Newton’s 3rd law of motion is also known as the action and reaction law.
We learn about the law of action and reaction.
Law of action and reaction
The principle of action and reaction is the third of the laws of motion formulated by Isaac Newton and one of the fundamental principles of modern physical understanding. This principle says that everybody A that exerts a force on a body B, experiences a reaction of equal intensity but in the opposite direction. The original formulation of the English scientist was as follows:
“With every action, there is always an equal and opposite reaction: it means that the mutual actions of two bodies are always the same and directed in the opposite direction .”
The classic example to illustrate this principle is that when we push a wall, we apply a certain amount of force to it, and it applies an equal amount to us but in the opposite direction. This means that all forces manifest in opposite pairs.
The original formulation of this law left out some aspects now known for theoretical physics and did not apply to electromagnetic fields, but along with the other two previous ones (The Fundamental Law of Dynamics and the Law of Inertia ), he proposed the elementary principles of modern physics.
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Applications of Newton’s third law of motion
- Jump. When we jump we exert a certain force on the ground with our legs, which does not alter it at all due to its enormous mass. The reaction force, on the other hand, lifts us up into the air.
- Paddle. The oars are moved by a man in a boat and push the water with an amount of force that he prints on them; the water reacts by pushing the can in the opposite direction, which results in the advance on the surface of the liquid.
- Shoot. The force that the explosion of gunpowder exerts on the projectile, and that makes it shoot forward, prints on the weapon an equal load of a force known in the field of weapons as “recoil”.
- Walk. Each step is taken consists of a push that we give to the ground backward, whose response pushes us forward and that is why we move forward.
- A push. If one person pushes another of the same weight, both will feel the force acting on their bodies, sending them both back some distance.
- The rocket propulsion. The chemical reaction that takes place inside the first phases of space rockets is so violent and explosive that it generates an impulse against the ground whose reaction lifts the rocket up into the air and, sustained in time, takes it out of the atmosphere into space.
- The Earth and the Moon. Our planet and its natural satellite attract each other with a force of the same amount but in the opposite direction: Earth’s attraction on the Moon keeps it in orbit, and its reaction generates the phenomenon of the tides.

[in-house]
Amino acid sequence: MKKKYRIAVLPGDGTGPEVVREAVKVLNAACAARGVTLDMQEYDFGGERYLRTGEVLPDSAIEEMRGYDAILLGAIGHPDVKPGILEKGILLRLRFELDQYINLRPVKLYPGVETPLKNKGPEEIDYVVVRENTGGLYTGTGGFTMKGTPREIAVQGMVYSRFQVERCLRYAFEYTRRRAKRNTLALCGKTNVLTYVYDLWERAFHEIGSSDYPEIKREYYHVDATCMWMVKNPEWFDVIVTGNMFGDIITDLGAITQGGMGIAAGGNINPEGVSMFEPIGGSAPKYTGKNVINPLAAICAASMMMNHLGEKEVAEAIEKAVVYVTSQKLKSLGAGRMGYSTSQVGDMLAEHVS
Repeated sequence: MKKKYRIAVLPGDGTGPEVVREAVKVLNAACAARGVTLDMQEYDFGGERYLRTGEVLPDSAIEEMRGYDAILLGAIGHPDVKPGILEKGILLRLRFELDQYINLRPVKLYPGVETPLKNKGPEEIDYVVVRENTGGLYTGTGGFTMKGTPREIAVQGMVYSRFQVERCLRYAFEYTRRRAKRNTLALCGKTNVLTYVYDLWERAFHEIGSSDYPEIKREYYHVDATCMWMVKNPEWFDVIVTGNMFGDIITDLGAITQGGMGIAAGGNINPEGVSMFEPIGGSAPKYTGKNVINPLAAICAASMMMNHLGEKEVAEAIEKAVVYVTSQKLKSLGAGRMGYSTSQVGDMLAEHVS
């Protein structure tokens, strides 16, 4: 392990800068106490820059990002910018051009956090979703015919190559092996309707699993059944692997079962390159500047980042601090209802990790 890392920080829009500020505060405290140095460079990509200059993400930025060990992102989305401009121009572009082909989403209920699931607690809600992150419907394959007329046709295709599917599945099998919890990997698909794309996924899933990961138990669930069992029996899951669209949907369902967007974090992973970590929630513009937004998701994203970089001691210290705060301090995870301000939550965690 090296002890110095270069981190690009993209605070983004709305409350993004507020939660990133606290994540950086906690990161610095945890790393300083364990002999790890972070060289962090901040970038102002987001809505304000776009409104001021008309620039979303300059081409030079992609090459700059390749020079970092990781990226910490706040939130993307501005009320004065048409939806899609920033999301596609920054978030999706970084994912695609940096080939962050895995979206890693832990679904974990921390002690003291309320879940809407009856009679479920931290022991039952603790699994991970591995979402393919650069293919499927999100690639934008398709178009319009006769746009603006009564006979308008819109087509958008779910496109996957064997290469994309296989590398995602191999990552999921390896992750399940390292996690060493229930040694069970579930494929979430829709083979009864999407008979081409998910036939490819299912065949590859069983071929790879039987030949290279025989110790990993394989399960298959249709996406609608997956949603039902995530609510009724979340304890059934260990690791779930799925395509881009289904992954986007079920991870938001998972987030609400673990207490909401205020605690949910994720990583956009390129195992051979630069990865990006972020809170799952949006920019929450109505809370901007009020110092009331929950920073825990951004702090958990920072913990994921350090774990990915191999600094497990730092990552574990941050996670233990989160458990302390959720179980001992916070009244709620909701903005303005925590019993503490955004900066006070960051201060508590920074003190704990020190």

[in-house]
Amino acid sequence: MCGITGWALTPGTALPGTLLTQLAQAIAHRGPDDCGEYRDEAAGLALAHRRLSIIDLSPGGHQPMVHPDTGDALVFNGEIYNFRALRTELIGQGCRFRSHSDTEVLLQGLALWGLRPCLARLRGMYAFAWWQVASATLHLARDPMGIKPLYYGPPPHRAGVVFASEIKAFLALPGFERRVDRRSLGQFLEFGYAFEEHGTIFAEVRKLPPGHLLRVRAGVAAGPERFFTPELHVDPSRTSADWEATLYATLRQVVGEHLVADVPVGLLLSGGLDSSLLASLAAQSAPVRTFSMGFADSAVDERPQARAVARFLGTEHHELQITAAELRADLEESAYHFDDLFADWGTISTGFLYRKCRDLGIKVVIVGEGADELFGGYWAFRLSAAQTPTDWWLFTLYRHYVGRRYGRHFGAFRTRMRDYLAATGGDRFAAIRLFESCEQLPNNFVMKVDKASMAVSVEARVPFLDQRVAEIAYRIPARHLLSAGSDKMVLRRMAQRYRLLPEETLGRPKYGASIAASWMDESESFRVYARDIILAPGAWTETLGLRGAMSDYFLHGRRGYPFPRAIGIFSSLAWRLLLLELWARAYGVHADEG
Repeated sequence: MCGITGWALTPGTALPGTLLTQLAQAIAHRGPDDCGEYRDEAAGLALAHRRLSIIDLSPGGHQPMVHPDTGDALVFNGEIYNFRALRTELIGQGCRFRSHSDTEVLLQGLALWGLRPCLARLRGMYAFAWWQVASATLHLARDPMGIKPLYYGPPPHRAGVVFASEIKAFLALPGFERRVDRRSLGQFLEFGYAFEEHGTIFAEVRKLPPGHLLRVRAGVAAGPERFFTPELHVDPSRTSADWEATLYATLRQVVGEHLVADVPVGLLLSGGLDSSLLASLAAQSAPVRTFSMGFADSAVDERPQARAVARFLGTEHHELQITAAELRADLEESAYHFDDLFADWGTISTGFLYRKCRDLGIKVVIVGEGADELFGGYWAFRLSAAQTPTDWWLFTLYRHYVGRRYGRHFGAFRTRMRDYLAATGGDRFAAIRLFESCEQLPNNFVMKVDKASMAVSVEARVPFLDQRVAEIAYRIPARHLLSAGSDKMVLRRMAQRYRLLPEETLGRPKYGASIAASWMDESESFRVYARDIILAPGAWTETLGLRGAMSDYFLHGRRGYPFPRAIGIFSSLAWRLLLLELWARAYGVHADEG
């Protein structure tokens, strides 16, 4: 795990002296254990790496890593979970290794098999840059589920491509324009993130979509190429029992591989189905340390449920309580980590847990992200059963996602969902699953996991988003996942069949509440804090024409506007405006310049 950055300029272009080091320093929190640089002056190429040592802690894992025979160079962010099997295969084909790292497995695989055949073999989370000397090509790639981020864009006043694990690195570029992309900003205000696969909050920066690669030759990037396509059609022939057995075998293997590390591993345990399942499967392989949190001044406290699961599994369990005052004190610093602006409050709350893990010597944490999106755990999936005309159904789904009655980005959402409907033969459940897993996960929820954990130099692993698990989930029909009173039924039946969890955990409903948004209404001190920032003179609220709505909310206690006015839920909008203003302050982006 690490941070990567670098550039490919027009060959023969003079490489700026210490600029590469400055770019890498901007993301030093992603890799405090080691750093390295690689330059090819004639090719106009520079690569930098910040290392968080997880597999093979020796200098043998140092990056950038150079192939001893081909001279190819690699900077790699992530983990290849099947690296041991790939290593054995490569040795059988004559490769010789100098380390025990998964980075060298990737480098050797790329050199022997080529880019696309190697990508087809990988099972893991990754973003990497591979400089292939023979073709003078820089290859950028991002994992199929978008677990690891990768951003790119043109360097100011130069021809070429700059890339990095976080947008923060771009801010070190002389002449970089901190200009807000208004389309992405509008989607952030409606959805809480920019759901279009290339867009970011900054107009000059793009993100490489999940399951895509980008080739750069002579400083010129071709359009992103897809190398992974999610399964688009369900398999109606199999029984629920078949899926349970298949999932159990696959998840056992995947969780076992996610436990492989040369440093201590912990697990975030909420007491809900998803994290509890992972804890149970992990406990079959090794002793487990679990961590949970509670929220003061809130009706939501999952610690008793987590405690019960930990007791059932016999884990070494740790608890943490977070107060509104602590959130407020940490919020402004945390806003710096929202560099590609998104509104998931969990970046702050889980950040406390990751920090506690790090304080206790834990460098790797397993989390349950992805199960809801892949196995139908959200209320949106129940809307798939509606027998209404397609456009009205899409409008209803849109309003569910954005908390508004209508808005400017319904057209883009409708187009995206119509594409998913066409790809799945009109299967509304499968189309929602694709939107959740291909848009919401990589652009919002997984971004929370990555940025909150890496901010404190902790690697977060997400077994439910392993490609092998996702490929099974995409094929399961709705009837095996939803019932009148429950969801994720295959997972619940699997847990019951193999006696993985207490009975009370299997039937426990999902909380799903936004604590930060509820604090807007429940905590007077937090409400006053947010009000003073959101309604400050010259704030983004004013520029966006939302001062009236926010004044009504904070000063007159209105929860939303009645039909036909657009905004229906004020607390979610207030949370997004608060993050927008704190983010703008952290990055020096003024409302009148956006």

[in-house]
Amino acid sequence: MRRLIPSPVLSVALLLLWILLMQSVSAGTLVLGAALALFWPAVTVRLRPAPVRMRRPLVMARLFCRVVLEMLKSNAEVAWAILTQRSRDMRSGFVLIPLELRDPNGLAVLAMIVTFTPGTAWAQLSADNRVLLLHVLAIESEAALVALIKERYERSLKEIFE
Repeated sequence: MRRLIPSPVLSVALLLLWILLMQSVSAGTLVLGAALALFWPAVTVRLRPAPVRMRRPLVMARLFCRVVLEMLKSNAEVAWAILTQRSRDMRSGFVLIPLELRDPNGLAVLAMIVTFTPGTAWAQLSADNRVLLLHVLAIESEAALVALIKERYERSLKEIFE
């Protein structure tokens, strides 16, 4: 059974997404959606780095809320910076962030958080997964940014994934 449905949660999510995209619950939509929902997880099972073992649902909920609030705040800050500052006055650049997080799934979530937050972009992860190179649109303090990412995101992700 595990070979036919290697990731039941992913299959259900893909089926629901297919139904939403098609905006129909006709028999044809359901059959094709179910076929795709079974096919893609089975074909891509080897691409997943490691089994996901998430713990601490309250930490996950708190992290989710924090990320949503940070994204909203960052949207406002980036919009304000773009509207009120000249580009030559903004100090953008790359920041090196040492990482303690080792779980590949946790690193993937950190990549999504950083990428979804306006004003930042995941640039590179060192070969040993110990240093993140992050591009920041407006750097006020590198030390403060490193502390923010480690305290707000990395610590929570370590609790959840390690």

- Hold an object. When taking something in the hand, the gravitational attraction exerts a force on our limb, and this a similar reaction but in the opposite direction, which keeps the object in the air.
- Bounce a ball. The balls of elastic materials bounce when thrown against a wall because the latter gives them a similar reaction but in the opposite direction to the initial force with which we threw them.
- Deflate a balloon. When we allow the gases contained in a balloon to escape, they exert a force whose reaction on the balloon pushes it forward, with a speed equal to that which the gases reach their exit.
- Pulling on an object. When we pull an object we print a constant force that generates a proportional reaction on our hands, but in the opposite direction.
- Hitting a table. A punch to a surface, like a table, prints on it a quantity of force that is returned, in reaction, by the table directly to the fist and in the opposite direction.
- Climb a crack. When climbing a mountain, for example, mountaineers exert a certain force on the walls of a crack, which is returned by the mountain allowing them to stay in place and not fall into the void.
- Climb a ladder. The foot is placed on a step and pushes down, making the step exert an equal reaction but in the opposite direction and raise the body to the next and so on.
- Descend a boat. When we go from a boat to the mainland (a pier, for example), we will notice that when we exert an amount of force on the boat’s edge that propels us forward, the boat will move proportionally away from the dock as a reaction.
- Hitting a baseball. We print an amount of force against the ball with the bat, which in reaction prints the same force on the wood. This is why the bats can break while the balls are thrown.
- Hammer a nail. The hammer’s metal head transmits the force of our arm to the nail, driving it more and more into the wood, but the latter also reacts by pushing the hammer in the opposite direction.
- Propel yourself from a wall. Being in the water or in the air, when taking momentum from a wall what we do is exert on it a certain force, whose reaction will push us in the opposite direction directly.
- Hang clothes on the rope. The reason that freshly laundered laundry does not touch the ground is that the string exerts a reaction proportional to the weight of the laundry but in the opposite direction.
- Sit on a chair. The body exerts a force with its weight on the chair and it responds with an identical but in the opposite direction, keeping us at rest.
See Also: Newton’s second law of motion
Newton’s 3rd law (video)
- Newton’s first law of motion examples
- Newton’s second law of motion examples
- Newton three laws of motion